SharePoint 2016: What it Means for Hybrid systems

Mobile Man / Wednesday, June 17, 2015

So… the news is out. SharePoint 2016 will come packed full of interesting features, as the majority of us discovered at the recent Ignite Conference. Aside from the roadmap Microsoft provided us with, an interesting topic which arose from Ignite is the way in which the corporation is paying more attention to “hybrid solutions.” Rather than keeping a clean divide between customers using SharePoint on their own estate and those that use the cloud offering, a blurry middle ground is starting to emerge.

Here are some of the key takeaways from Ignite:

Cloud Improvements are coming to the Server: A lot of attention is being given to making the cloud features of SharePoint 2016 more compatible with on premise deployments. These changes are starting with 2013 search and Delve additions to SharePoint 2013 but they will be fully built into the 2016 offering.

Patching and deployment alterations: Patching and deployment roles are now going to be simplified. Previously SharePoint’s attempt to cater for a number of audiences has made it difficult to mend and maintain. The IT Professionals track explains these changes in greater depth, but basically, there will be a greater emphasis on compliance and installation simplicity.

The timeframe for SharePoint 2016’s release was only hinted at during the conference, but we can probably expect a Q4 2015 public beta, followed by a Q2 2016 general release.

Blurring the lines

So, what does all of this mean for hybrid deployments? To date, a hybrid SharePoint solution has typically been born from a realization that not ALL SharePoint workloads and users can be 100% cloud based. Reasons for this might be compliance or auditing or just fear of data loss in light of some fairly high profile incidents with cloud services (think Sony and Apple). So, rather than trying to force the issue, Microsoft is blurring the line between on and off premise.

And we think it’s a pretty clever move. At Ignite, it was revealed that the pending SharePoint 2016 beta will be based on a snapshot of the SharePoint online component of Office 365. At its core, this is still going to be the operational nucleus of SharePoint 2013, which means we can say with confidence that the management of files, users and portals is here to stay.

What will be added instead are features like Delve, the Office Graph, Yammer and better search facilities. What about patching and maintenance? That’ll be getting some attention too.

Looking at Delve: Delve is one of the newest Office 365 experiences that, based on the Office Graph, is a framework that provides information based on user identity and behavior within Office 365 products. It almost surfaces like an e-Discovery tool, showing you what colleagues are collaborating on and where.

Bill Baer, the well-known Senior SharePoint Product Manager has already mentioned that this is going to be made available on SharePoint 2013 in the near future. This isn’t achieved via a massive re-architecture, but simply by changing the endpoints that the Office Graph can use - such as on premise SharePoint deployments.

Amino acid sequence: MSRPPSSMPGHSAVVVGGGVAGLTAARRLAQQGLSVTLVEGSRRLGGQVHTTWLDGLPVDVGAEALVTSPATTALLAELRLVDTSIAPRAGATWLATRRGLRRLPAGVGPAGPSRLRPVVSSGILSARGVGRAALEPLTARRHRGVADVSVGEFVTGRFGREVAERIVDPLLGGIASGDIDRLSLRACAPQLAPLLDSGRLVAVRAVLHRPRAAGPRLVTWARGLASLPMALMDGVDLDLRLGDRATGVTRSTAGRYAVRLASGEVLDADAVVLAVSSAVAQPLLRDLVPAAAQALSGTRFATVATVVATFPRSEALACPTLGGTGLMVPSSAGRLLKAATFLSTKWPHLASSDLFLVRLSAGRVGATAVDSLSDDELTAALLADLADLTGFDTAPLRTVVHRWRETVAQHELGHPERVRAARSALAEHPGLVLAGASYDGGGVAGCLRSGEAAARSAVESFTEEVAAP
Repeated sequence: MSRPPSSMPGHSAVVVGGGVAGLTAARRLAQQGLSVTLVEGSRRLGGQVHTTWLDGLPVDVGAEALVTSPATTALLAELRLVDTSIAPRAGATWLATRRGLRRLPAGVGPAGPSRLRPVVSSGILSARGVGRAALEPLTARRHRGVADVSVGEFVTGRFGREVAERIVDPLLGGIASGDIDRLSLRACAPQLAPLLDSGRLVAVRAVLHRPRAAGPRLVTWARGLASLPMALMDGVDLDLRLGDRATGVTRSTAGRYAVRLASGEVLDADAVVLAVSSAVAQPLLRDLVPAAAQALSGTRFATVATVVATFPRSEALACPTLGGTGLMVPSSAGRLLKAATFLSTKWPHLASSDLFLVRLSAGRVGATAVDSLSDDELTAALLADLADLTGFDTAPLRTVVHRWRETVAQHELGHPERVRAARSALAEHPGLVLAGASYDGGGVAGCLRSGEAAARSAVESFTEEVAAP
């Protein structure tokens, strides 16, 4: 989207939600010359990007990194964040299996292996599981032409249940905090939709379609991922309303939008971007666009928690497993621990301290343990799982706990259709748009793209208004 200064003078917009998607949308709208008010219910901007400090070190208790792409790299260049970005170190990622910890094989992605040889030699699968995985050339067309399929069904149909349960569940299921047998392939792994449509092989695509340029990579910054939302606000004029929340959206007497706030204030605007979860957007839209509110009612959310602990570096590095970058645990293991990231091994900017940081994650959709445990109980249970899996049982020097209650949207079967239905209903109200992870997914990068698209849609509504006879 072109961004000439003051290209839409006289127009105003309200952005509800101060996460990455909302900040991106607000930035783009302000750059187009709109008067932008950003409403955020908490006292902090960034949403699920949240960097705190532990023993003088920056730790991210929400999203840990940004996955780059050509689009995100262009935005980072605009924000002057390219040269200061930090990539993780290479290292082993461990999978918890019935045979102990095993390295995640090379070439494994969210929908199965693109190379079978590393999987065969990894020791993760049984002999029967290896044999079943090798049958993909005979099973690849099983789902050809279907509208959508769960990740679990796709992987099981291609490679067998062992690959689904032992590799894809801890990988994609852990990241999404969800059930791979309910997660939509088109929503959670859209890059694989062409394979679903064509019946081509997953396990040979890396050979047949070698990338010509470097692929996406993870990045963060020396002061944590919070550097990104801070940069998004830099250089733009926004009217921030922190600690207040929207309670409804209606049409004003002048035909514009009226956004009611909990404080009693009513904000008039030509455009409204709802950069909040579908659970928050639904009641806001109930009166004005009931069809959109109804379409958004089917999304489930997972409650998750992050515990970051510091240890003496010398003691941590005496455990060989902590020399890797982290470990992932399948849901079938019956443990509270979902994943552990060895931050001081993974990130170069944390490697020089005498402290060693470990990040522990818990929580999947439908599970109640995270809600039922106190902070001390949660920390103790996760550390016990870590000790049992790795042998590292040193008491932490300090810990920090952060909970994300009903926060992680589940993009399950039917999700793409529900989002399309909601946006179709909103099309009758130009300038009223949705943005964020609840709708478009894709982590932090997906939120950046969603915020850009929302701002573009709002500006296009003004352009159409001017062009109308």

Looking at Yammer: Yammer is the (Enterprise) social network that Microsoft picked up in 2012, with a view of being worked into the SharePoint / Office 365 experience. It also came with its own version of a graph, called the Enterprise Graph and is the tool that determined how your groups were ordered and what suggested peers, documents and colleagues were worth following. The Office Graph includes all this Yammer data and more from the wider Office 365 Network and should work effectively with SharePoint deployments regardless of where they are situated.

Streamlining the Search: Hybrid deployments have to date almost always created discrete silos of information (both in the cloud and on premises) when it came to searching for documents. This is going to be tackled head on via a new cloud search service which will ship as an update later this year (2015) to SharePoint Server 2013, and it will be built into SharePoint Server 2016 as well. The aim is to allow firms to combine their search index across cloud and premises environments.

Patching and maintenance: At times, translating the Rosetta Stone into another language must have had more appeal to it than installing (or even worse, patching) an on prem SharePoint. Office 365 doesn’t have any pressure points in this world and it seems this is going to be brought to bear on the localized product too. Ignite taught us that the army of MSI / MSP packages needed to patch SharePoint is going to drop drastically and will be aiming at a smaller footprint with zero downtime.

The argument for hybrid

As it stands, even with the amazing tooling of Office 365, many businesses are not ready for the cloud, so the “third way” of hybrid deployments represents a way forward for them. SharePoint 2013 was a limited experience but 2016 finally offers a convincing argument for considering a hybrid. The newest generation of the product will challenge how Microsoft architects their latest offering and as such should be much more malleable for those that aren’t totally convinced by a cloud-only future for their technology stacks.

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